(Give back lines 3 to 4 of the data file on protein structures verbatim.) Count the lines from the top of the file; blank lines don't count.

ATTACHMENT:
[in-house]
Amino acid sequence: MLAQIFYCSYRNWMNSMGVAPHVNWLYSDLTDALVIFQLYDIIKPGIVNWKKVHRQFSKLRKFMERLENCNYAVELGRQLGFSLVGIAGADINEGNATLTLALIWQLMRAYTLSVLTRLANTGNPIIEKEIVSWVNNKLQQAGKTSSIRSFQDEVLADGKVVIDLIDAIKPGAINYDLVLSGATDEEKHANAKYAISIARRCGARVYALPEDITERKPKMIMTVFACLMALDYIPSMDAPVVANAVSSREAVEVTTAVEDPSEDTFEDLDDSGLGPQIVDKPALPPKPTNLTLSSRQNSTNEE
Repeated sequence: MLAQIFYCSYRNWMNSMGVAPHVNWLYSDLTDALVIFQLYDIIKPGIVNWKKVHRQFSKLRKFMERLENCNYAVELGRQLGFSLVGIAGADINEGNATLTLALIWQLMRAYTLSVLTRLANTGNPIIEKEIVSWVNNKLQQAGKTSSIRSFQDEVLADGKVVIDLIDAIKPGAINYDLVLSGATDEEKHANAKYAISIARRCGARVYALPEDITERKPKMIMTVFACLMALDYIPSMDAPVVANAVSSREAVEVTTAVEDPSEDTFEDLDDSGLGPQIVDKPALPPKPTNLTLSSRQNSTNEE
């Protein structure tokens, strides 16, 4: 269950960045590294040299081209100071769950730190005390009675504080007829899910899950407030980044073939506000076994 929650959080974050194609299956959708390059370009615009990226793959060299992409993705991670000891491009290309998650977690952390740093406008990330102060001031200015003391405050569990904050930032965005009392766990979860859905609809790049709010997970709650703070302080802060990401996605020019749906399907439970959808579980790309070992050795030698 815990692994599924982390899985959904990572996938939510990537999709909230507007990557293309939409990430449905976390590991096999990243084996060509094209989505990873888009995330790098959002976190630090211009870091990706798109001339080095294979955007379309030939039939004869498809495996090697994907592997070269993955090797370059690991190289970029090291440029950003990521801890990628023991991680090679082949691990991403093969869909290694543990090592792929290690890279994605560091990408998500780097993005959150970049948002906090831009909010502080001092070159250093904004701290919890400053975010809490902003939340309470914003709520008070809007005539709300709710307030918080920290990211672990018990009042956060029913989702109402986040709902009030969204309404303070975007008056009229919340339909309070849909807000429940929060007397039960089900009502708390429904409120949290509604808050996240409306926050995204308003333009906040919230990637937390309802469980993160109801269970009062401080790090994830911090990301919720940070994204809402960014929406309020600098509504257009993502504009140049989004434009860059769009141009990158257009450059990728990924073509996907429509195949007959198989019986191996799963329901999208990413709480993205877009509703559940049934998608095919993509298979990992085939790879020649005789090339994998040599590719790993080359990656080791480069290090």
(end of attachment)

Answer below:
Repeated sequence: MLAQIFYCSYRNWMNSMGVAPHVNWLYSDLTDALVIFQLYDIIKPGIVNWKKVHRQFSKLRKFMERLENCNYAVELGRQLGFSLVGIAGADINEGNATLTLALIWQLMRAYTLSVLTRLANTGNPIIEKEIVSWVNNKLQQAGKTSSIRSFQDEVLADGKVVIDLIDAIKPGAINYDLVLSGATDEEKHANAKYAISIARRCGARVYALPEDITERKPKMIMTVFACLMALDYIPSMDAPVVANAVSSREAVEVTTAVEDPSEDTFEDLDDSGLGPQIVDKPALPPKPTNLTLSSRQNSTNEE
């Protein structure tokens, strides 16, 4: 269950960045590294040299081209100071769950730190005390009675504080007829899910899950407030980044073939506000076994 929650959080974050194609299956959708390059370009615009990226793959060299992409993705991670000891491009290309998650977690952390740093406008990330102060001031200015003391405050569990904050930032965005009392766990979860859905609809790049709010997970709650703070302080802060990401996605020019749906399907439970959808579980790309070992050795030698 815990692994599924982390899985959904990572996938939510990537999709909230507007990557293309939409990430449905976390590991096999990243084996060509094209989505990873888009995330790098959002976190630090211009870091990706798109001339080095294979955007379309030939039939004869498809495996090697994907592997070269993955090797370059690991190289970029090291440029950003990521801890990628023991991680090679082949691990991403093969869909290694543990090592792929290690890279994605560091990408998500780097993005959150970049948002906090831009909010502080001092070159250093904004701290919890400053975010809490902003939340309470914003709520008070809007005539709300709710307030918080920290990211672990018990009042956060029913989702109402986040709902009030969204309404303070975007008056009229919340339909309070849909807000429940929060007397039960089900009502708390429904409120949290509604808050996240409306926050995204308003333009906040919230990637937390309802469980993160109801269970009062401080790090994830911090990301919720940070994204809402960014929406309020600098509504257009993502504009140049989004434009860059769009141009990158257009450059990728990924073509996907429509195949007959198989019986191996799963329901999208990413709480993205877009509703559940049934998608095919993509298979990992085939790879020649005789090339994998040599590719790993080359990656080791480069290090």